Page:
Early modern Europeans believed that witches attacked neighbours or kin, or, exceptionally, they attacked elite figures within their own political unit such as an aristocrat or a king. Witches were therefore not imagined to be interested in harming strangers. This distinguishes witchcraft from the use of harmful magic as a weapon in conflicts between communities. Much feuding between traditional human societies, whether organized as tribes, clans or villages, has been believed by members to include a magical element, and such societies are disposed to blame misfortunes on the activities of magicians among their collective enemies. This belief is found in many parts of the world, but especially in three: the Amazon basin, Siberia, and Australia and Melanesia. It is especially prevalent in the last of these regions, although even there it is found interspersed with societies in which the threat of destructive magic is perceived to be mostly or entirely internal, as mentioned above.54 Despite this broad dispersal of communities that expected magical danger from outside, they have been greatly outnumbered in the world by those who have feared it from within. Ralph Austen has commented that virtually all studies of rural African societies indicate that the efficacy of witchcraft is believed in them to increase in direct proportion to the intimacy between witch and victim.55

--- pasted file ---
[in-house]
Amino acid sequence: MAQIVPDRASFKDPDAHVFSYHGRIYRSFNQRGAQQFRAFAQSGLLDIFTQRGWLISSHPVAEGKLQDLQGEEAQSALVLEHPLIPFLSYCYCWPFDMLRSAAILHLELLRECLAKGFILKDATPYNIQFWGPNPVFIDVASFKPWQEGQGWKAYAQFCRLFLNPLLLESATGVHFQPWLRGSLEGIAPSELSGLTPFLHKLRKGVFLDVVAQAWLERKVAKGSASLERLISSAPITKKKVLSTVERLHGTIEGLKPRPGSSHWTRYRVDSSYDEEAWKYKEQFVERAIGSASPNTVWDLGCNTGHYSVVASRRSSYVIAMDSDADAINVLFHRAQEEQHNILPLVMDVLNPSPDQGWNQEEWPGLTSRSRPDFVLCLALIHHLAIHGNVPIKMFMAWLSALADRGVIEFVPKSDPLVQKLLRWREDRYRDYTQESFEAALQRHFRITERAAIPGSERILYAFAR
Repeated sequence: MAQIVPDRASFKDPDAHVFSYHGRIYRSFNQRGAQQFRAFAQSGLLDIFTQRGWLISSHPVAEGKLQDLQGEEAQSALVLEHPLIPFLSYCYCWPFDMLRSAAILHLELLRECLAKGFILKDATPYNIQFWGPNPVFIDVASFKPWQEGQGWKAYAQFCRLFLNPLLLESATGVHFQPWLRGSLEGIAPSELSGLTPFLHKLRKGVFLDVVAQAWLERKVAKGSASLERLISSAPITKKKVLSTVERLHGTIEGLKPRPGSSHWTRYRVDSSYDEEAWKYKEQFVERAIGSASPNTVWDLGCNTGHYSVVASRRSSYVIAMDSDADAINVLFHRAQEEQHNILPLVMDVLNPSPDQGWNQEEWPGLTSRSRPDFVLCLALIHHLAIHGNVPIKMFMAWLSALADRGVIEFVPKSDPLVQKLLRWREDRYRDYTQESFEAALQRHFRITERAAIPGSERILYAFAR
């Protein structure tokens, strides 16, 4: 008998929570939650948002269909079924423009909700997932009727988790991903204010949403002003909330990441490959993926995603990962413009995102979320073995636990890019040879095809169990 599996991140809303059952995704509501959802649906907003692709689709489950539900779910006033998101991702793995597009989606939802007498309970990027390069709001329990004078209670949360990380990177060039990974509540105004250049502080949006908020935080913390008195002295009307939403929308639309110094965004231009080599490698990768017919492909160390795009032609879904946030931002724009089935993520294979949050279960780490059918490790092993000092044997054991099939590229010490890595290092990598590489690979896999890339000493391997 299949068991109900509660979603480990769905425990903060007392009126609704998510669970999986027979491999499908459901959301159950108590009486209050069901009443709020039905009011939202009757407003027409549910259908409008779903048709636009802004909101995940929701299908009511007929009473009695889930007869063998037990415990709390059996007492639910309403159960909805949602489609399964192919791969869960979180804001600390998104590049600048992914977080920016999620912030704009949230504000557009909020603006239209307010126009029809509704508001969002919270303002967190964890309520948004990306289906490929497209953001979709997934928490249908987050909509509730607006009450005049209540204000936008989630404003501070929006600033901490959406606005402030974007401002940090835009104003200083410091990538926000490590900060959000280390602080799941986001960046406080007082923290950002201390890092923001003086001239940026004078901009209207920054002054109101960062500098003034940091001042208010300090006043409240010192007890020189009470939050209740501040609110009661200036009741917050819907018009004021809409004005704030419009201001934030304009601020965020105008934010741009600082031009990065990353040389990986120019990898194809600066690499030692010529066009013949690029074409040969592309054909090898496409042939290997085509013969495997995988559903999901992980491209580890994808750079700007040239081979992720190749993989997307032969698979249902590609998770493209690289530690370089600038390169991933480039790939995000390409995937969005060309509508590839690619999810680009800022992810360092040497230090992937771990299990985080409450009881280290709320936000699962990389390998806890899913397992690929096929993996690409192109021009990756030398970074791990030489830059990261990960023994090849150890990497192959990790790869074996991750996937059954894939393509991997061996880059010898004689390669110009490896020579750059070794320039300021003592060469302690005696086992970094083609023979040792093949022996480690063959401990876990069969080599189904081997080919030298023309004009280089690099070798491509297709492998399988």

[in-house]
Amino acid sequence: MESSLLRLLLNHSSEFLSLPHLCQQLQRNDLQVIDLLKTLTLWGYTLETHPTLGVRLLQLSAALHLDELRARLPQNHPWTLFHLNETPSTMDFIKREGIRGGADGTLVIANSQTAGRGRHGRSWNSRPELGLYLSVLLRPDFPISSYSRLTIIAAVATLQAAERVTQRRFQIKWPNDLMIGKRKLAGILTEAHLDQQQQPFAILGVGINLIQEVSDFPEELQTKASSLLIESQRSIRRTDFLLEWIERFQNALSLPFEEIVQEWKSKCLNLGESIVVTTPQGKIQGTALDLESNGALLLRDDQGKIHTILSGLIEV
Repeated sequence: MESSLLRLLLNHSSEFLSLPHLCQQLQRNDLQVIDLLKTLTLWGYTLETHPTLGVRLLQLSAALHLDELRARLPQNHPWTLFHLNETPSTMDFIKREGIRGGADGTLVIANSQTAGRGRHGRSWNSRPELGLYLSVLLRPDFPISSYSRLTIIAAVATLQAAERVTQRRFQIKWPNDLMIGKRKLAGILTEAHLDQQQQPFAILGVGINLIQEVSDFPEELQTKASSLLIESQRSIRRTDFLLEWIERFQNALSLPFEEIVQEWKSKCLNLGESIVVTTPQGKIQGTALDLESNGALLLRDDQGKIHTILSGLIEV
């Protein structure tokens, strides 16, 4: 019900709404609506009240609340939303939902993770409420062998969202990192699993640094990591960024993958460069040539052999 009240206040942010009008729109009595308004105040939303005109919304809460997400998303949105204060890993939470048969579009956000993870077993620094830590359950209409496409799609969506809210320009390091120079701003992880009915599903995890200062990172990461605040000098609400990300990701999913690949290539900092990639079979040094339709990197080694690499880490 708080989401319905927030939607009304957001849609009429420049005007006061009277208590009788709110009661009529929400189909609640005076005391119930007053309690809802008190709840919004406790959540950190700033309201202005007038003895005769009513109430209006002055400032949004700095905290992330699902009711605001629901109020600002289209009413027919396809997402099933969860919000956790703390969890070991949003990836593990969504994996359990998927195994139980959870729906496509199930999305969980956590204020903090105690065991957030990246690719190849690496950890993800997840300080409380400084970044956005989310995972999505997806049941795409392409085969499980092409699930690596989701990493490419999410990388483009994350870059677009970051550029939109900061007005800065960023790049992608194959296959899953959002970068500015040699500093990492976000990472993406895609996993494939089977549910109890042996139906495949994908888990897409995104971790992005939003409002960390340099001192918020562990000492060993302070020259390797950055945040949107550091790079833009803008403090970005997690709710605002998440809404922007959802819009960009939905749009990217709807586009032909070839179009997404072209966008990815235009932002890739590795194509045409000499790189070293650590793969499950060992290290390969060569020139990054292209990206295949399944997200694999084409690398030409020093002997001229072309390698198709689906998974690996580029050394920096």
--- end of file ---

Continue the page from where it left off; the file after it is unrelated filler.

Characteristic Three: The Witch Works within a Tradition
Around the world, it has commonly been believed that witches gain their malignant powers through training or inheritance; but there has been no general solution to the question of how this is done. Two very common responses are that the capacity to do harm is something innate in the person of the witch, or else that the witch works by the employment of magical materials. The two often overlap, in that a person who is empowered by an innate and internal force can utilize arcane forces in material objects in order to put their powers into action. Those societies that believe in witchcraft as an innate power often differ over whether it manifests because of the volition of the person concerned, or asserts control over the will and actions of that person, sometimes directly against their own inclination. It is quite common for the two kinds of witch figure, the one who operates because of innate power, and the one who needs to work by manipulation of the right tools and substances, to exist in the imagination of the same social group.
Characteristic Four: The Witch is Evil